Immunoglobulin is the most important component of adaptive specific immunity in teleost fish [47]. This parameter shows a significant difference with respect to our results. There is an increase in the fish of the T1 group; which is explained by the fact that the adaptive immune response provided the immune system of fish T1 group with the ability to recognize and remember specific pathogens and then mount a stronger and faster response thanks to memory lymphocytes [47,48]. After a first contact with the toxicant, the fishes of the T1 treatment would have developed a stronger defense. The significant decreases observed in the other treatments would be linked to their high levels of this toxin. Mohammadalikhani, et al. [49] also showed the decrease in IgT in C. idella contaminated with Captan. Decreased immunological activity has also been revealed in several fish due to intoxication with high doses of heavy metals [50].


This investigation clearly demonstrated the adverse impacts of Thalis 112 EC on haematological biomaker of C. gariepinus. Indeed, even if the pollutant has no significant effect on the Heamatocrit level, the Haemoglobin content and the Erythrocyte constants (MCV, MCH and MCHC), it induces an increase in the Total leukocytes count in C. gariepinus. As for Total immunoglobulin, the presence of a low concentration of the pesticide leads to an increase followed by a decrease as the concentration increases. It is concluded that parameter studied in present investigations can be used effectively as potential biomarkers of pesticides toxicity to the fish as well as other aquatic organisms in the field of environmental biomonitoring.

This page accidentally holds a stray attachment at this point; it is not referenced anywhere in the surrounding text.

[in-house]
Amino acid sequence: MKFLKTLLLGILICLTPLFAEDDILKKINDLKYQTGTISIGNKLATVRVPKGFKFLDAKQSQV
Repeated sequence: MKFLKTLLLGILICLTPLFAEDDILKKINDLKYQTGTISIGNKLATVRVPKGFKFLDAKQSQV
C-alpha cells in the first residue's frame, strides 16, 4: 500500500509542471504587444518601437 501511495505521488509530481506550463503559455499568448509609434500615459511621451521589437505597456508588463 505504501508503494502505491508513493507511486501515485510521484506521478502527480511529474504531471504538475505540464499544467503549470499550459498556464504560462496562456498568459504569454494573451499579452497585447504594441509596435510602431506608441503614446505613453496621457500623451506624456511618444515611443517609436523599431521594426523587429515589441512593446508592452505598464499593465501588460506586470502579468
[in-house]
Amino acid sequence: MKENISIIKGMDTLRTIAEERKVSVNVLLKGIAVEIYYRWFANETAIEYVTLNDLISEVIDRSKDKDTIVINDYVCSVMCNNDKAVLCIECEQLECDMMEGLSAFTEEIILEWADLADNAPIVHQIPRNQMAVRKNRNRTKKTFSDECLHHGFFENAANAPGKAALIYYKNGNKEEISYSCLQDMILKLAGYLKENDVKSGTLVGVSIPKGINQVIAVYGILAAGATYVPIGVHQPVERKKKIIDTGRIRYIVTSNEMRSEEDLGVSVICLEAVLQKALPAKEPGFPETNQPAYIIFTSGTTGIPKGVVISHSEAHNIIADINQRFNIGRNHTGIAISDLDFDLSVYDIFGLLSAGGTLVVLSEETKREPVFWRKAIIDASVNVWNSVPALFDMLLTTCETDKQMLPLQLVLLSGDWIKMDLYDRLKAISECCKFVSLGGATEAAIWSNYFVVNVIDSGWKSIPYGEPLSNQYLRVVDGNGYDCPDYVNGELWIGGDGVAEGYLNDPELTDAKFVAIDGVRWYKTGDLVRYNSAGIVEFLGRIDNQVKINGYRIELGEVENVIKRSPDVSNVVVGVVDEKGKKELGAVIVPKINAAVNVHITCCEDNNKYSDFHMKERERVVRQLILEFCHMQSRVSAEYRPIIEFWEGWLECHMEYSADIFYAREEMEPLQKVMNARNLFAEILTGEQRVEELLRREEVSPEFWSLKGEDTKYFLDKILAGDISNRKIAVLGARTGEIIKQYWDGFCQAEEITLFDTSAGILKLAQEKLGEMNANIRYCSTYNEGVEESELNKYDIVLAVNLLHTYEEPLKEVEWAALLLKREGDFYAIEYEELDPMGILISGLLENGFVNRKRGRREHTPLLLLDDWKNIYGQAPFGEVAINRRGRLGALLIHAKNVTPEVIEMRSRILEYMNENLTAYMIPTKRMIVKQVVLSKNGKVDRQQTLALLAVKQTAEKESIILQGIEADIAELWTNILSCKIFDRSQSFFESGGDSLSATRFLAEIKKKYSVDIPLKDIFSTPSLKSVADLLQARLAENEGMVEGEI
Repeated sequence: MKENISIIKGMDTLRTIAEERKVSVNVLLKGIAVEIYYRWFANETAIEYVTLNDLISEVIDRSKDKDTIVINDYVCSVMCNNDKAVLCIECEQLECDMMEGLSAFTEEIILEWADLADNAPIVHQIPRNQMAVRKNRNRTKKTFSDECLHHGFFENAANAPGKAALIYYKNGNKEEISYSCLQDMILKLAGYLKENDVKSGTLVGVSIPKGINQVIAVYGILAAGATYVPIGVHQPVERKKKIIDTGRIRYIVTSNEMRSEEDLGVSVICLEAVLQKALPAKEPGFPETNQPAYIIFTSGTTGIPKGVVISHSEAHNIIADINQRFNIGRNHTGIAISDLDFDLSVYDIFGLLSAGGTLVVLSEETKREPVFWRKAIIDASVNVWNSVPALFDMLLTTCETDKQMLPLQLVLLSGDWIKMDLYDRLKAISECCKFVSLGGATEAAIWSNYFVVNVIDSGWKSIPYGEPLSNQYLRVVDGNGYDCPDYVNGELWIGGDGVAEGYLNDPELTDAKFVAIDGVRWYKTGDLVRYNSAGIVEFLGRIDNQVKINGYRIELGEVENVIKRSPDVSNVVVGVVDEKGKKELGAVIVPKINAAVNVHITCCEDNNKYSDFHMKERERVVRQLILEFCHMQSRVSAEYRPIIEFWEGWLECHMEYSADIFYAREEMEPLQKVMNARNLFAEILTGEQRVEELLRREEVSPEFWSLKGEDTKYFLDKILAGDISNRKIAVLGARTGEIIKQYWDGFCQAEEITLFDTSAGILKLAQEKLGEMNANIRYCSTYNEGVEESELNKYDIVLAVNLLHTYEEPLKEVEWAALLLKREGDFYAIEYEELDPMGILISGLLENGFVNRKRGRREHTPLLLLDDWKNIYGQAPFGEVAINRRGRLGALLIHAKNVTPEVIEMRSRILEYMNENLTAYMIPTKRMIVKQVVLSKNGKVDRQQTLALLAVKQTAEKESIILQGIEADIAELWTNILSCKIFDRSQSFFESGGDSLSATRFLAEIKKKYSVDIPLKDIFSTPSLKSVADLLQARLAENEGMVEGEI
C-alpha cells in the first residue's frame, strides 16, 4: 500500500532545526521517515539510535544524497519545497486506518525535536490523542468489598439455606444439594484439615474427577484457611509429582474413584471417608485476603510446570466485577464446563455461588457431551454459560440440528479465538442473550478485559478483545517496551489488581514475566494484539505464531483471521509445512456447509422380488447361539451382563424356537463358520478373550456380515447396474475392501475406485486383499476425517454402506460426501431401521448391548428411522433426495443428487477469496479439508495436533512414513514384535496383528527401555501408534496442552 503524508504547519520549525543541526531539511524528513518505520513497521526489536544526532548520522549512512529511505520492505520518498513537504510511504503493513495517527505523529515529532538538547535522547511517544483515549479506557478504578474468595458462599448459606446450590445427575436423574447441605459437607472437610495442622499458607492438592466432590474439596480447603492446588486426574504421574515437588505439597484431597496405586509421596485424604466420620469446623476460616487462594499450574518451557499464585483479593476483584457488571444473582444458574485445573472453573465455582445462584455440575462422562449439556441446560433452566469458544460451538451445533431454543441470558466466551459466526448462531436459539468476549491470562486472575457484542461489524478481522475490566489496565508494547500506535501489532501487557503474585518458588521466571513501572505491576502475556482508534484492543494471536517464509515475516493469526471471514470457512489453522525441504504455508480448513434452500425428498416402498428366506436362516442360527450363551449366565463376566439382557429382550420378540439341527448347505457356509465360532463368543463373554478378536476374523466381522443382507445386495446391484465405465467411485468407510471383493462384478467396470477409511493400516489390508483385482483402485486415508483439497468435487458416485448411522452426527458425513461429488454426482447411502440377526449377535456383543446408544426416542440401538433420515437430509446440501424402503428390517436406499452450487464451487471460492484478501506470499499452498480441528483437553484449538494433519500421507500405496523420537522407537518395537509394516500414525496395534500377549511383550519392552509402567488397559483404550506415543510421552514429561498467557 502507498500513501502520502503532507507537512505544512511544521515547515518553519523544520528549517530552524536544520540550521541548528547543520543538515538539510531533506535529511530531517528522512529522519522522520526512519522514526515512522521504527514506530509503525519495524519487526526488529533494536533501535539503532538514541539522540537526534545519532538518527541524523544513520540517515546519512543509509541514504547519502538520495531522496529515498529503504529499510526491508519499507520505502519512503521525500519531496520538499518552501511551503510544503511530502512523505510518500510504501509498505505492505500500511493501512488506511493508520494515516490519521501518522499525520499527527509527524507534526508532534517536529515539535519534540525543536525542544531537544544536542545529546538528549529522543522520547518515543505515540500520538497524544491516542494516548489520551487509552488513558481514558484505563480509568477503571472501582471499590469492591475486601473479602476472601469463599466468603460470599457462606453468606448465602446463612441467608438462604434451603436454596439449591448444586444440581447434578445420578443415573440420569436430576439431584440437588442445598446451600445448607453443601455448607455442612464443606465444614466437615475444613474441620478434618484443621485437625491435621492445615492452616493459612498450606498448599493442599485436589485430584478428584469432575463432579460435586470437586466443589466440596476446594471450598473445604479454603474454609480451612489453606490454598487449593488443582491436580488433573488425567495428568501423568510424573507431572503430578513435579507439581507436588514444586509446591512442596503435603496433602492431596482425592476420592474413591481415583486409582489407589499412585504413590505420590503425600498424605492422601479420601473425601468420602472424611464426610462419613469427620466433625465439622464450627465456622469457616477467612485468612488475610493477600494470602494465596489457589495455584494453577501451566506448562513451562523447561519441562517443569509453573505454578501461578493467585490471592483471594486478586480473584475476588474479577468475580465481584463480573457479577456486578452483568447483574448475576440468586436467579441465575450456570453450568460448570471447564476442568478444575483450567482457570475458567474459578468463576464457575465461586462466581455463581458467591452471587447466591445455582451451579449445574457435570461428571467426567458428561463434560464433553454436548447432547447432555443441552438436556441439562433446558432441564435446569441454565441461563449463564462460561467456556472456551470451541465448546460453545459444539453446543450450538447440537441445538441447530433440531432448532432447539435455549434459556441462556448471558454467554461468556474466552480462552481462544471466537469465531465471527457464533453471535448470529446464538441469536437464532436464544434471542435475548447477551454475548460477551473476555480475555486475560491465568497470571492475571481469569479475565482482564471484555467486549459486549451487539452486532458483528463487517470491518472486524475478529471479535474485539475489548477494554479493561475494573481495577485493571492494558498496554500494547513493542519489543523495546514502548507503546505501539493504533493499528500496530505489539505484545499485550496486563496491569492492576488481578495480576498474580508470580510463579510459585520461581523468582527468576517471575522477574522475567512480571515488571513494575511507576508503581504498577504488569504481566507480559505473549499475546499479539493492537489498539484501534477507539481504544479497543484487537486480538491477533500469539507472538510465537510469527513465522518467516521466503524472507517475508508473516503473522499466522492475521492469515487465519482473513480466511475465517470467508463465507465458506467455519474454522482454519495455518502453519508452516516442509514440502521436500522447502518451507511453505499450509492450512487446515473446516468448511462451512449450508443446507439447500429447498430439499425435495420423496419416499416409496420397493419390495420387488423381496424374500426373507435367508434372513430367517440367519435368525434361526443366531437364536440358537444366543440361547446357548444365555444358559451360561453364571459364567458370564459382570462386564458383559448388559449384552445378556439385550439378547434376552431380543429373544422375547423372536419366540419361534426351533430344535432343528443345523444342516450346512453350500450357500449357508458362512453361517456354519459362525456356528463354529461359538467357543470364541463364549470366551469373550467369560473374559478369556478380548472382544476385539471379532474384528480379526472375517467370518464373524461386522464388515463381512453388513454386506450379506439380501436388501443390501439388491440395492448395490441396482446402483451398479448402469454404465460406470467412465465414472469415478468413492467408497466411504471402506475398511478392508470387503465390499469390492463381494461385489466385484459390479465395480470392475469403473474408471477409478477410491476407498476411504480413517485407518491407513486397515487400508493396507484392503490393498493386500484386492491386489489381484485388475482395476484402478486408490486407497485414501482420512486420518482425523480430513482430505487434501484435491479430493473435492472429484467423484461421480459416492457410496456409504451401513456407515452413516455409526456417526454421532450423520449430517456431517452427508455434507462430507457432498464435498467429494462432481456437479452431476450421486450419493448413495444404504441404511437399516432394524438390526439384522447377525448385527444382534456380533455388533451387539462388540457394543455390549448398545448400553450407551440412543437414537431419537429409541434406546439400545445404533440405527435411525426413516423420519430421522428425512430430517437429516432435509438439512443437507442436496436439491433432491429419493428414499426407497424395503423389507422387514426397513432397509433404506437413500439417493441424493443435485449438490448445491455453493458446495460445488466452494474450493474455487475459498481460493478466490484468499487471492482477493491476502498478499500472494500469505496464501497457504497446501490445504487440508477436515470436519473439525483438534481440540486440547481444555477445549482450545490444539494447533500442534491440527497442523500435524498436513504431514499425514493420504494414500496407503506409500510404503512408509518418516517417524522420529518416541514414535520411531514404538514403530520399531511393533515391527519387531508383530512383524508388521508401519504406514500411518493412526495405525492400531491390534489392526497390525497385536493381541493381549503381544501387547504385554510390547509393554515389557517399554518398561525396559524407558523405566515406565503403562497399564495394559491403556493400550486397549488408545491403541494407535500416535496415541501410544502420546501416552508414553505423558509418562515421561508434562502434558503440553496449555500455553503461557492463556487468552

Not applicable.

Consent to participate

Not applicable.

Ethics approval

All fish experiments were approved by the quality control unit of the university.

Code availability

Not applicable.

Competing interest

The authors declare that there are no conflicts of interest.

Availability of data and material

Data generated as part of this study is available upon request from the corresponding author.

Consent of publication

All authors have consented to a publication.


  1. Agbohessi TP, Imorou Toko I, Yabi AJ, Dassoundo-Assogba JFC, Kestemont P (2011) Caracterisation des pesticides chimiques utilises en production cotonniere et impact sur les indicateurs economiques dans la Commune de Banikoara au Nord du Benin. Int J Biol Chem Sci 5: 1828-1841.
  2. CRA-CF (Centre de Recherche Agricole Coton et Fibres) (2019) Point de la recherche cotonniere en 2018. CRA-CF/INRAB/MAEP/Benin.pp216. Depot legal Nᵒ11783 du 18/11/2019, Bibliotheque Nationale du Benin, 4ieme trimestre.
  3. Agbohessi TP, Atchou V, Imorou Toko I (2020) Effets chroniques du Tihan 175 O-TEQ et de l’endosulfan sur la phase embryo-larvaire de Clarias gariepinus (Burchell, 1822). Afrique Sci 17: 282-296.
  4. Agbohessi P, Elegbe H, Teko A, Yacouto E, Degila B, et al. (2021) Effets de l’insecticide coton PYRO FTE 472 EC a base du Chlorpyrifos-ethyl (400g/L) et du Cypermethrine (72g/L) sur la croissance et l’utilisation alimentaire chez Clarias gariepinus. Cahier du Centre Beninois de la Recherche Scientifique et des Innovations 19: 25-51.